Investigators were all too quick to judge Patty as their prime suspect, and they failed to collect and in some cases simply ignored key evidence, preventing us from fully presenting Patty’s account of a home intruder that attacked her and killed her husband. The prosecution paraded former paramours on the stand, all of whom had relations with her that ended more than five years before the crime, during a period when her husband had withdrawn his affections. This inflammatory testimony and the lead investigator’s dubious claim that Patty tried to seduce him during his investigation unduly influenced the jury’s perception of her and resulted in the guilty verdict she received.The piece then claims that, today, "no criminal court would tolerate an inflammatory Scarlet Letter prosecution of infidelity."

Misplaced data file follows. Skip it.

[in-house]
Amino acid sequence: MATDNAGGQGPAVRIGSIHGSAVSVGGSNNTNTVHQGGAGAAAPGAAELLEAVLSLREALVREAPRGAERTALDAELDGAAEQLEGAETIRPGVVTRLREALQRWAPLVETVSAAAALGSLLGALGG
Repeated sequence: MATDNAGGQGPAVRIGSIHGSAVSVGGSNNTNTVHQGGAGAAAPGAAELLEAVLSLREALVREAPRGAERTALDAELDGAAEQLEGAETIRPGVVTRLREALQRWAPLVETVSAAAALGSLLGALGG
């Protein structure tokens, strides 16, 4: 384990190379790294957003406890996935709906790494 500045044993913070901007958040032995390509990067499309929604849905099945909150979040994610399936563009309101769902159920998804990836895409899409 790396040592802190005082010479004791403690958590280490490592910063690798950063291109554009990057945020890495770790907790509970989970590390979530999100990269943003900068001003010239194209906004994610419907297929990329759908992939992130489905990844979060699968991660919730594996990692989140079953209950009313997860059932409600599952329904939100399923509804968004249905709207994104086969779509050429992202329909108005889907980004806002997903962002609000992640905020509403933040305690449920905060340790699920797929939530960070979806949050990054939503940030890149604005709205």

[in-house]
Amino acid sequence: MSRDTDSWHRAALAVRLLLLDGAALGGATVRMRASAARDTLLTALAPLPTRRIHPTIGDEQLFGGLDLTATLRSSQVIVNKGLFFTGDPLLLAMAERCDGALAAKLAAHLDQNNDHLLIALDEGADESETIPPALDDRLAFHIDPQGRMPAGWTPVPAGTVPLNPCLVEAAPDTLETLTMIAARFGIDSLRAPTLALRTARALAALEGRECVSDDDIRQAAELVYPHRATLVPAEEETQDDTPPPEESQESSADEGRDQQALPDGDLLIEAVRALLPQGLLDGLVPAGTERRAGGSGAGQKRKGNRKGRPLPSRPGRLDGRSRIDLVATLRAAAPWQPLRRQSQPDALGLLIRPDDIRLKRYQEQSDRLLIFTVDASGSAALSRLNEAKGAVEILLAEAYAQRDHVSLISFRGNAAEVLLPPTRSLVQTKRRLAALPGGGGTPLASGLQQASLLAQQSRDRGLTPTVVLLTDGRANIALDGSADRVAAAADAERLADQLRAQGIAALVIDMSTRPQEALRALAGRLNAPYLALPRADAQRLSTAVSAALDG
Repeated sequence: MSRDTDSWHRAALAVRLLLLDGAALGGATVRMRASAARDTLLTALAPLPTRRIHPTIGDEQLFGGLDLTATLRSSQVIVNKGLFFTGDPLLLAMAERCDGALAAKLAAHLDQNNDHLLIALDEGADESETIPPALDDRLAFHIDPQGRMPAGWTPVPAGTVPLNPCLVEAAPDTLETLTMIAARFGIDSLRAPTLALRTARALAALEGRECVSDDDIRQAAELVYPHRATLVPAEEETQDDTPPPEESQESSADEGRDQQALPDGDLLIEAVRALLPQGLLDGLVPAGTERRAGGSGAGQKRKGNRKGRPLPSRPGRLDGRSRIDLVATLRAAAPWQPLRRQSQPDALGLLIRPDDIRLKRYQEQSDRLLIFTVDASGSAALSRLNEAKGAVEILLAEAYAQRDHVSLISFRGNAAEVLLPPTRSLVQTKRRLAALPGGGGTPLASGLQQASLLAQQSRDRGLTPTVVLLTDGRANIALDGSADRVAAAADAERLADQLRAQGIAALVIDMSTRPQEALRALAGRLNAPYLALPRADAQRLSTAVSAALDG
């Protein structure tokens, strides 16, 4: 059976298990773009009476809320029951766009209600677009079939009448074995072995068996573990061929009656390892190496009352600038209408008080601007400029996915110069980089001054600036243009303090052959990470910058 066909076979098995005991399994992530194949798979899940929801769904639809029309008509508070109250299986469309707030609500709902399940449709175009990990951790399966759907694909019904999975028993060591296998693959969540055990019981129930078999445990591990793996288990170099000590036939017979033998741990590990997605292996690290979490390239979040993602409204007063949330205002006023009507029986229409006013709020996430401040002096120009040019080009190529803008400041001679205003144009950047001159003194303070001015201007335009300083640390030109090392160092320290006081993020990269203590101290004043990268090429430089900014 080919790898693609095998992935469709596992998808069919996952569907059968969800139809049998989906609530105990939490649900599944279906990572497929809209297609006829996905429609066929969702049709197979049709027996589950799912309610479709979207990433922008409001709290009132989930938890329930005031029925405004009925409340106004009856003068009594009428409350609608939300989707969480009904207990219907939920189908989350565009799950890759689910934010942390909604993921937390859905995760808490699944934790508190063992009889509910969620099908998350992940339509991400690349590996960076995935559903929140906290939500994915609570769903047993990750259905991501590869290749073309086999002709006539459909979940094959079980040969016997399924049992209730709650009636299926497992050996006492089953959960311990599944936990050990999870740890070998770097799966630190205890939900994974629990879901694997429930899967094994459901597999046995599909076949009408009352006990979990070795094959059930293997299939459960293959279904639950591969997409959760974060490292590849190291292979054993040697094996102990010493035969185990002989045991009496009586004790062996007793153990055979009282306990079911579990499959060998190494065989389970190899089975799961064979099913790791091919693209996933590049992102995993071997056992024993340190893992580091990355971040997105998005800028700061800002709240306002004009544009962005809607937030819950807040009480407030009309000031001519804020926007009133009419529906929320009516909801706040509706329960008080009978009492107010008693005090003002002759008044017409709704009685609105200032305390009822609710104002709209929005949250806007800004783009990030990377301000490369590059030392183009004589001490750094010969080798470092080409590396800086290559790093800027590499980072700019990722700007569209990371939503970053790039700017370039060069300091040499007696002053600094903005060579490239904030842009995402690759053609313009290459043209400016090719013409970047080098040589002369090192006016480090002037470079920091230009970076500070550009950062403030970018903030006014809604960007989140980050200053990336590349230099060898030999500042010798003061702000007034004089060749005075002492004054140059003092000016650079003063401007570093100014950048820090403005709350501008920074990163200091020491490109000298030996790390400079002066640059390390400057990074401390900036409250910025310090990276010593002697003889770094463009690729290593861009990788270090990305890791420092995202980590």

Deaird notes Prewitt, who has steadily maintained her innocence, has been "a model prisoner" for 27 years. "Hundreds" of persons "including religious leaders and both Republican and Democratic politicians have contacted the governor’s office in support of her release" and she has "several" standing job offers. Deaird writes, "No one doubts that she will be a productive citizen outside of prison." But, when all is said and done, Prewitt is not eligible for parole till 2036 (when she will be 86 years old). With some irony, she declined a plea bargain that "would have made her eligible for parole after just seven years."
The editorial concludes:
Gov. Nixon would be doing what is fair and just if he grants Patty clemency this holiday season. As Patty’s defense lawyer, and as a former prosecutor and retired judge, I urge him to embrace his constitutional leadership mantle and grant Patty clemency during this season when we are all thankful of God’s grace.See full editorial here.